Visual Vocabulary


Part 3: Vocabulary Curriculum (SERIES: Before You Throw the Book at 'em)

PIN Before you throw the book SERIES.png

Today I’m excited to share with you my absolute favorite ways to teach vocabulary! I think we’d all agree that learning vocabulary is an important part of English class, but is usually a frustrating and laborious one. At Yellow Wood, I’ve developed a fool-proof method for helping students memorize new vocabulary. Here are the steps:

1. Choose a vocabulary program geared toward visual learners!

At Yellow Wood, we use a variety of curricula for vocabulary, but they all have one thing in common: they were created for visual learners. But you might ask, how do these help auditory or kinesthetic learners? I’ll explain!

Each program we use has a picture AND a sentence that goes along with their vocab word that are aimed at helping you memorize the word and it’s meaning. The picture is a great aid for visual learners, and the sentence is the aid for auditory learners! Its very important though that you practice memorizing vocabulary using BOTH methods. You want your student to be well rounded in their skills, so studying vocabulary using both visual and auditory cues will help exercise both sides of the brain, regardless of their preference.

When introducing new vocabulary, make sure discuss the word and it’s meaning, what the picture depicts, and how the example sentence fits with the vocabulary word. Handing students a list of words to “memorize” is rarely fruitful or productive! Instead, walk them through the process of learning these words.

Here are a few options to choose from that we LOVE! (These links are affiliate links. We receive a small profit from any that are purchased using this link. But don't worry, we only suggest products we truly love!)

2. Vocabulary Flip Books! (Printable)

Once the new vocabulary words have been introduced, help your student make a flip book for studying purposes. At Yellow Wood, we keep a spiral notebook for vocabulary and cut out and paste the new flip books into the notebook each week. You could also create lapbooks of vocabulary using file folders!

When our students create flip books, they are given the option of using a picture or a sentence to help memorize the word! This allows them to navigate and choose what method works best for them. We still study in class using both methods so that students are familiar with both the sentence and picture.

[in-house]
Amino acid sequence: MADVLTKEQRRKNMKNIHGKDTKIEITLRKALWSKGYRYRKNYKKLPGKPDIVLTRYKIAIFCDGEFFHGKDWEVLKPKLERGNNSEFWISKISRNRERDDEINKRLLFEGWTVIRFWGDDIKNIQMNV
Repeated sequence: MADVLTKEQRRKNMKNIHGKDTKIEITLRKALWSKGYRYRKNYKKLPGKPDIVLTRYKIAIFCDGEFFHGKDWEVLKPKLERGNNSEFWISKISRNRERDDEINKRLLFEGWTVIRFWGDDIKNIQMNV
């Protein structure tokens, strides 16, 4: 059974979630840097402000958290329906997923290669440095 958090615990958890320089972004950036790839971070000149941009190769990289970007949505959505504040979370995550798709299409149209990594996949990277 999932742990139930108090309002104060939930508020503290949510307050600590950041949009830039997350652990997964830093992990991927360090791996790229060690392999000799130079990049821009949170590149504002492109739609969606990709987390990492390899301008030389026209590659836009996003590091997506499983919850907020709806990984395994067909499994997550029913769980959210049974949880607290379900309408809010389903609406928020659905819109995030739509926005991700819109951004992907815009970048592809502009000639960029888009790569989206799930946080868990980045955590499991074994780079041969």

Using these flip books negate the issue of losing flash cards or index cards, and are less cumbersome and more conducive to studying than using the book! It also gives students an opportunity to perfect their neat handwriting and drawing skills each week! 

3. Play a matching game!

Another way we study vocabulary is by printing the words and meanings on cardstock, and then cutting each out and mixing them on a table. We then work as a group or individually to match the words with the correct meaning. This is a great timed activity too! You can keep track of the time it takes so that students can see their progress and also try to beat their record!

If your kids love computer games, you can also use quizlet (for FREE!) and play some great games with vocabulary words! Here's an example of a word list already in quizlet's system for the SAT Word power book listed above! You can also create your own word lists.

4. Play Hangman!

You’ll probably laugh when I say that hangman is a GREAT way to study vocabulary, especially the spelling of vocabulary words! Last year I worked with high schoolers on their vocabulary each week. These students all struggled with spelling. We played hangman with their vocabulary words several times a week, and by the end of the school year they were AMAZING at guessing the words with just a couple letters on the board. What changed? Their ability to visualize the words was much stronger than the beginning of the year. This bled into their daily spelling abilities too!

5. Play Pictionary or Charades!

Another fun game to play is pictionary or charades! This is great for kinesthetic learners especially. By drawing the picture of the vocabulary word, or acting it out, students are able to better retain the information!

6. Not Homeschooled? No problem!

Even if you’re not homeschooling, or you already have a vocabulary program, you can implement these methods! Any vocabulary or spelling list can be studied using the ideas I listed above. In fact, we often use flip books for science and history terms, foreign language vocabulary, and more!

Laurie GearyComment